Hike comes as inflation in Asia’s fourth-largest economy is running at its fastest pace in 24 years.
South Korea’s central bank has unveiled a historic half-point interest rate hike aimed at cooling inflation that is running at its fastest pace in 24 years.
The Bank of Korea raised its benchmark policy rate by 50 basis points on Wednesday to 2.25 percent, the biggest increase since the bank adopted the current framework in 1999.
Twenty-seven of 32 analysts in a Reuters news agency poll expected the bank to go for the half-point hike, while the remaining five expected a quarter-point rise.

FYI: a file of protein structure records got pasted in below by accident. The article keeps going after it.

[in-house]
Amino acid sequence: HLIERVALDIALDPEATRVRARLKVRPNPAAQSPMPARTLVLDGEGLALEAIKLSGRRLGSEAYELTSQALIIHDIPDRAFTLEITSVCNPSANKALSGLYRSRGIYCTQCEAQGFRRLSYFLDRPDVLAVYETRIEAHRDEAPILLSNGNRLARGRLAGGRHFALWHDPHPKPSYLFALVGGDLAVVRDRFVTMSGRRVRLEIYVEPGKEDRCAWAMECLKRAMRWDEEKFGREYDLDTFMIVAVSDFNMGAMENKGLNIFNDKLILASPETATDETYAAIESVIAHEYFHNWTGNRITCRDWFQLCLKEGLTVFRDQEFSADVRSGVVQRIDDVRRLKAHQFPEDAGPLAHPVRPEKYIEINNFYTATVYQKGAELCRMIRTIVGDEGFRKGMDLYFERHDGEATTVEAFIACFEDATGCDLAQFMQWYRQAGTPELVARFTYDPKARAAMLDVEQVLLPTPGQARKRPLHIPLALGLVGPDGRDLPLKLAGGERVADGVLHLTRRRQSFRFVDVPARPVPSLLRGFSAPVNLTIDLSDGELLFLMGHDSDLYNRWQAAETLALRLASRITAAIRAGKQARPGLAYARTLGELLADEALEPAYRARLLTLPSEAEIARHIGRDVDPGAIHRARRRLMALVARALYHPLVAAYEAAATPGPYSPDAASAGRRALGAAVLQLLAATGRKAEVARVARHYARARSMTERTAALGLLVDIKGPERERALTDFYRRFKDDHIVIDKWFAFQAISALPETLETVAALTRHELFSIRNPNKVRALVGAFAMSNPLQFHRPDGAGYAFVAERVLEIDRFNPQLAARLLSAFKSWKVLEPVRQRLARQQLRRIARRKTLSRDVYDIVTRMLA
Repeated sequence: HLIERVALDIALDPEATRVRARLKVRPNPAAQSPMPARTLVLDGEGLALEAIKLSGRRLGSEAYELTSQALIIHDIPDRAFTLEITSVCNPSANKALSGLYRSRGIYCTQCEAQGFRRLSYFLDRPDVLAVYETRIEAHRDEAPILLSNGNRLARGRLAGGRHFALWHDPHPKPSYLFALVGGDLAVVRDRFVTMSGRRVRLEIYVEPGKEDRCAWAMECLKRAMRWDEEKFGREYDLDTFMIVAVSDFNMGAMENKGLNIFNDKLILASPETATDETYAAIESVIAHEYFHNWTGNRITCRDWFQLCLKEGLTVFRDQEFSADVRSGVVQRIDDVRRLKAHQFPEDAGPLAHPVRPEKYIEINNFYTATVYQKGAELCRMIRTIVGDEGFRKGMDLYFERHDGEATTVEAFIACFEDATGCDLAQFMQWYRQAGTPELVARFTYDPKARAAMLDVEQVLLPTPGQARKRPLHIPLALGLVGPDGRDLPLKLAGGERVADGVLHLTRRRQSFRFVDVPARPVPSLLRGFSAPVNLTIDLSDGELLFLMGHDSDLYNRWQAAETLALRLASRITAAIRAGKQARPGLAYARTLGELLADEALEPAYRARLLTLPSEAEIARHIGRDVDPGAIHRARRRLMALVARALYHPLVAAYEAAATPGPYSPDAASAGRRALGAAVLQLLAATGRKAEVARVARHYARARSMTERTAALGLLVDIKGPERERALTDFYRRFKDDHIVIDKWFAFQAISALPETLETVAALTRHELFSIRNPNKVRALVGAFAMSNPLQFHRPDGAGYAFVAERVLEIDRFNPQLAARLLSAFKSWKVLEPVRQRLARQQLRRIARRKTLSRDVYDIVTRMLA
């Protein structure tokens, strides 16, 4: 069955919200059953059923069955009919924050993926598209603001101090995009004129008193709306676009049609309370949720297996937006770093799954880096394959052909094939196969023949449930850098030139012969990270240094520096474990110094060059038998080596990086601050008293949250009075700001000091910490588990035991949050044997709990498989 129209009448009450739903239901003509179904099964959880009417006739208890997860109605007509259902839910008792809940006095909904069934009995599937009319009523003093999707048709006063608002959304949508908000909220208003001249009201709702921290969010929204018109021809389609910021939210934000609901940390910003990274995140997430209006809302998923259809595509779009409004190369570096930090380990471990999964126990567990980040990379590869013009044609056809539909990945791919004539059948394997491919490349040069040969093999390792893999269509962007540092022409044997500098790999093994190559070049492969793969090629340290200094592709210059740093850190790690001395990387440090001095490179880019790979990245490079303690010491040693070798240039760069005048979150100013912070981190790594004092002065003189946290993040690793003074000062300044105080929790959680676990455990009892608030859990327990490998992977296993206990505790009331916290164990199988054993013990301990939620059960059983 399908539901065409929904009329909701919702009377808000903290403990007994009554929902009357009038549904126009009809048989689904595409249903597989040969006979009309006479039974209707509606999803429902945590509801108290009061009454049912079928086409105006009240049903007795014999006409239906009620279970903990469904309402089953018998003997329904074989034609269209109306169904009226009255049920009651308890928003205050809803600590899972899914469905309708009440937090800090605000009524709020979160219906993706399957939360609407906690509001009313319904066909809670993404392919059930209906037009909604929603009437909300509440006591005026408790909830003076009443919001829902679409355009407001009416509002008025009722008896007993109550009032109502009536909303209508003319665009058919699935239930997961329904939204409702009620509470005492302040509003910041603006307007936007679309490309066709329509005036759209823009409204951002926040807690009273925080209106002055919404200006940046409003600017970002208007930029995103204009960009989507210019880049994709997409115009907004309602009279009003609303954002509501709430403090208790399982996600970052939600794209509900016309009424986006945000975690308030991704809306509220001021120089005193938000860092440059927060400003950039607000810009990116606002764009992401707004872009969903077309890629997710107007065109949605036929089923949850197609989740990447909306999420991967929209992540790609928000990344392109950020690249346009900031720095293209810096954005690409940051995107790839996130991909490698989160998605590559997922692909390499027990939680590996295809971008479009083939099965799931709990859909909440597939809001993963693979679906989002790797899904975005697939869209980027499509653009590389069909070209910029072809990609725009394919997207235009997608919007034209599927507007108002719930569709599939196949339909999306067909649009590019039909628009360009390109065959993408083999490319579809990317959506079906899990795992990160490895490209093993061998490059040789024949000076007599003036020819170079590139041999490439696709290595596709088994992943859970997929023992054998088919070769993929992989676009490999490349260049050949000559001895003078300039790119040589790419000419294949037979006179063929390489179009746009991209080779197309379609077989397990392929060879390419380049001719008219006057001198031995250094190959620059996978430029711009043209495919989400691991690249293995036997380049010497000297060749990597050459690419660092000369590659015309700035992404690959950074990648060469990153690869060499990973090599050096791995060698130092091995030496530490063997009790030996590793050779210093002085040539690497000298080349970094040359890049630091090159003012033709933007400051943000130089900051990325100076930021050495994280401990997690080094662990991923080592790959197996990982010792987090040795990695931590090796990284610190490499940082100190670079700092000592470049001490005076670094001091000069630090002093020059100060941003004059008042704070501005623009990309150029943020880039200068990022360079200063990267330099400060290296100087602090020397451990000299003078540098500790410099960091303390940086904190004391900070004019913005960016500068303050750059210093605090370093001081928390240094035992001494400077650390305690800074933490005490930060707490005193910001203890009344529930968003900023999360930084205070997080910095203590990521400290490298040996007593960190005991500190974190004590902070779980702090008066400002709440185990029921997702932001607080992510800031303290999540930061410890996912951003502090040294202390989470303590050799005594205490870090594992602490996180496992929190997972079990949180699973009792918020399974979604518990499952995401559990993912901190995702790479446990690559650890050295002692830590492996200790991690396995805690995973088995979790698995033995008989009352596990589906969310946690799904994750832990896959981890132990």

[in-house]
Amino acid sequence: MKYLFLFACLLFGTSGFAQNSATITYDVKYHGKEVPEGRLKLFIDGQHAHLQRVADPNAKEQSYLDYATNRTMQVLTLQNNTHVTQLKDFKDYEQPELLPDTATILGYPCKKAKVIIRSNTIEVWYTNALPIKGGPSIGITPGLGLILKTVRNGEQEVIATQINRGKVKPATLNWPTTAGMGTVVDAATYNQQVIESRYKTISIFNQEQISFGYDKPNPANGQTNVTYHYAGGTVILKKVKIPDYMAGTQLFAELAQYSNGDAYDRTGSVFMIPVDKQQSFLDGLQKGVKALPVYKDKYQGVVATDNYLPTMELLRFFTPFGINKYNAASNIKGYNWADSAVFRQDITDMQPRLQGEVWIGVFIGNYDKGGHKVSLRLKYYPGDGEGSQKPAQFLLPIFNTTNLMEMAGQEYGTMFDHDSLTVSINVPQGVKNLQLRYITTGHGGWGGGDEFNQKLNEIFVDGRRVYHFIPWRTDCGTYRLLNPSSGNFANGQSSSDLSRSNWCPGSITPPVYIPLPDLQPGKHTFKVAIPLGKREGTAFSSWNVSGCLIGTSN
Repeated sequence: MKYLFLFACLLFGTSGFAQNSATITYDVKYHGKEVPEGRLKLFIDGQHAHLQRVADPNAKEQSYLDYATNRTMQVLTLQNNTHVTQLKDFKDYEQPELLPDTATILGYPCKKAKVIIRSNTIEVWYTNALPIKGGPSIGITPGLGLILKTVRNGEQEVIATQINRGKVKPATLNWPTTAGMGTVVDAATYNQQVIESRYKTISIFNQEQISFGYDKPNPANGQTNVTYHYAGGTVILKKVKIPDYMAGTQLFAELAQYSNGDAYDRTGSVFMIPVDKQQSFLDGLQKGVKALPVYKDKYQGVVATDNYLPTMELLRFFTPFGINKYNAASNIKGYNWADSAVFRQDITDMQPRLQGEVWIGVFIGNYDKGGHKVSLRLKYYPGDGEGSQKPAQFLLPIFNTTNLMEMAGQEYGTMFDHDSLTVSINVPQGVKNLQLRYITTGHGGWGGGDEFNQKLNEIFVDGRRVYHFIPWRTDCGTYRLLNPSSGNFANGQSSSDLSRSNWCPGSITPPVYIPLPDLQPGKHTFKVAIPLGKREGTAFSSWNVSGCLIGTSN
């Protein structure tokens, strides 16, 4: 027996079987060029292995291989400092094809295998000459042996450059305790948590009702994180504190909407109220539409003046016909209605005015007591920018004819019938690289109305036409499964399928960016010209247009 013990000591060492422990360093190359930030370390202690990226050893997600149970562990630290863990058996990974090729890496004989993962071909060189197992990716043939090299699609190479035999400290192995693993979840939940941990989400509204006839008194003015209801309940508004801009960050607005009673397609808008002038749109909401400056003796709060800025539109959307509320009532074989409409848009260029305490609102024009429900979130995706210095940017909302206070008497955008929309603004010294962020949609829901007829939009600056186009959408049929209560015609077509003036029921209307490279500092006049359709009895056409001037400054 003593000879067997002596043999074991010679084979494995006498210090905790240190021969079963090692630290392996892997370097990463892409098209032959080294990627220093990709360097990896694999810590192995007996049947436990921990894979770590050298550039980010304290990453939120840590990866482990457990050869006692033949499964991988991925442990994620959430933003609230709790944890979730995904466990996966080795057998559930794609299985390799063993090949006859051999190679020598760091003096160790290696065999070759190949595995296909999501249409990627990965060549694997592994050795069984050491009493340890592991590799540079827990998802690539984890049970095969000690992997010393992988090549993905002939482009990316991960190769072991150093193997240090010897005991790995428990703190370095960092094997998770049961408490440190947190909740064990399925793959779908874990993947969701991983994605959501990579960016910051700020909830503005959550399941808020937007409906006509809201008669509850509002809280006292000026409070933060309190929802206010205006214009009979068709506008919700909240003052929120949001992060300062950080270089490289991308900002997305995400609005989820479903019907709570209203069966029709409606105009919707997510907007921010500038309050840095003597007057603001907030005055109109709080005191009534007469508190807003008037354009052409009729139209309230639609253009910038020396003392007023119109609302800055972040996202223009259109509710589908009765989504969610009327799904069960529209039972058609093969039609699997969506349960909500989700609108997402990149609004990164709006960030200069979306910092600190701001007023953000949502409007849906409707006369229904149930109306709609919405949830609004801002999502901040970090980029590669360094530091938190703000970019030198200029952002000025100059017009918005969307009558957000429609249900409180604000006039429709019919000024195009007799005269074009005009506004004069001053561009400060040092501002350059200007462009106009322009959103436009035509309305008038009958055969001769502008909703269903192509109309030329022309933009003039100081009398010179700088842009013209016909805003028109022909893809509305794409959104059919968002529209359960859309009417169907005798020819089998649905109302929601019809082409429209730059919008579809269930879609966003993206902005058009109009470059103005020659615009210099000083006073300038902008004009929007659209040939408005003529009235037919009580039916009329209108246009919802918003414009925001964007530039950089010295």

The bigger-than-usual hike comes after other major central banks including the Bank of Canada and the Reserve Bank of New Zealand delivered outsized rate hikes in recent weeks. The US Federal Reserve last month raised its key rate by 75 basis points and is expected to carry out similar-sized moves.
Governor Rhee Chang-yong will hold a news conference at 02:10 GMT.
Most analysts see South Korea’s policy rate reaching 2.75 percent by the end of this year, up from 2.25 percent in the May poll.
The BOK expects the economy to expand 2.7 percent this year.